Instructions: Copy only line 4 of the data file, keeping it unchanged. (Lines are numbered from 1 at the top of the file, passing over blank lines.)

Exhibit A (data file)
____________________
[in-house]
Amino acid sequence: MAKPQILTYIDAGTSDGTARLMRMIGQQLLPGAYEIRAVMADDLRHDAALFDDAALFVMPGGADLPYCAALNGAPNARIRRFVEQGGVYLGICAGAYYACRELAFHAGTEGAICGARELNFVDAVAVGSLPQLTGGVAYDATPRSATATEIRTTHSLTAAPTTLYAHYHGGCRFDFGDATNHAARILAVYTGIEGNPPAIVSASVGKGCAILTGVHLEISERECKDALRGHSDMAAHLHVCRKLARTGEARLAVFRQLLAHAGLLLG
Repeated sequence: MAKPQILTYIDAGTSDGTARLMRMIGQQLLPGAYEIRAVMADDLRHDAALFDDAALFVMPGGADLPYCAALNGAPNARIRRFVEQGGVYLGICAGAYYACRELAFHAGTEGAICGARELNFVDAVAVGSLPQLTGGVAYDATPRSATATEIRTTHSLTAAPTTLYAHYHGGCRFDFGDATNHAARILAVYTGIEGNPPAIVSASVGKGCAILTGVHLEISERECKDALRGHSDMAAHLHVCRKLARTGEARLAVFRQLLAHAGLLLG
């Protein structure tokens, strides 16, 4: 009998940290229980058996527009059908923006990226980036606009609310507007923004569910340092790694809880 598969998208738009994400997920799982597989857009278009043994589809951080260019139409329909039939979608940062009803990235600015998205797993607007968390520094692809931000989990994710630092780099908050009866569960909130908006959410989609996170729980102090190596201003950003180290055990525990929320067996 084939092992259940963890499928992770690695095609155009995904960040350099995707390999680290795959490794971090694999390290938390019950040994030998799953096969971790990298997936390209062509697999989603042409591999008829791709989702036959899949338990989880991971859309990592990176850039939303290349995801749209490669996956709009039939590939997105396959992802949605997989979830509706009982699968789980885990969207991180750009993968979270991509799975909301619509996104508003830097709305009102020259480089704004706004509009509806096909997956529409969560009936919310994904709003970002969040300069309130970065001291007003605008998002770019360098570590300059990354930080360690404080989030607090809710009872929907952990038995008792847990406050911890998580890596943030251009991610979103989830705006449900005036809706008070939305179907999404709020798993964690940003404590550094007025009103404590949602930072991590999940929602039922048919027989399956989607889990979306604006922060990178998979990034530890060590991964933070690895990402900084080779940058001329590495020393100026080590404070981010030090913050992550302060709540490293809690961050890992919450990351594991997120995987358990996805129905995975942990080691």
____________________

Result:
């Protein structure tokens, strides 16, 4: 009998940290229980058996527009059908923006990226980036606009609310507007923004569910340092790694809880 598969998208738009994400997920799982597989857009278009043994589809951080260019139409329909039939979608940062009803990235600015998205797993607007968390520094692809931000989990994710630092780099908050009866569960909130908006959410989609996170729980102090190596201003950003180290055990525990929320067996 084939092992259940963890499928992770690695095609155009995904960040350099995707390999680290795959490794971090694999390290938390019950040994030998799953096969971790990298997936390209062509697999989603042409591999008829791709989702036959899949338990989880991971859309990592990176850039939303290349995801749209490669996956709009039939590939997105396959992802949605997989979830509706009982699968789980885990969207991180750009993968979270991509799975909301619509996104508003830097709305009102020259480089704004706004509009509806096909997956529409969560009936919310994904709003970002969040300069309130970065001291007003605008998002770019360098570590300059990354930080360690404080989030607090809710009872929907952990038995008792847990406050911890998580890596943030251009991610979103989830705006449900005036809706008070939305179907999404709020798993964690940003404590550094007025009103404590949602930072991590999940929602039922048919027989399956989607889990979306604006922060990178998979990034530890060590991964933070690895990402900084080779940058001329590495020393100026080590404070981010030090913050992550302060709540490293809690961050890992919450990351594991997120995987358990996805129905995975942990080691």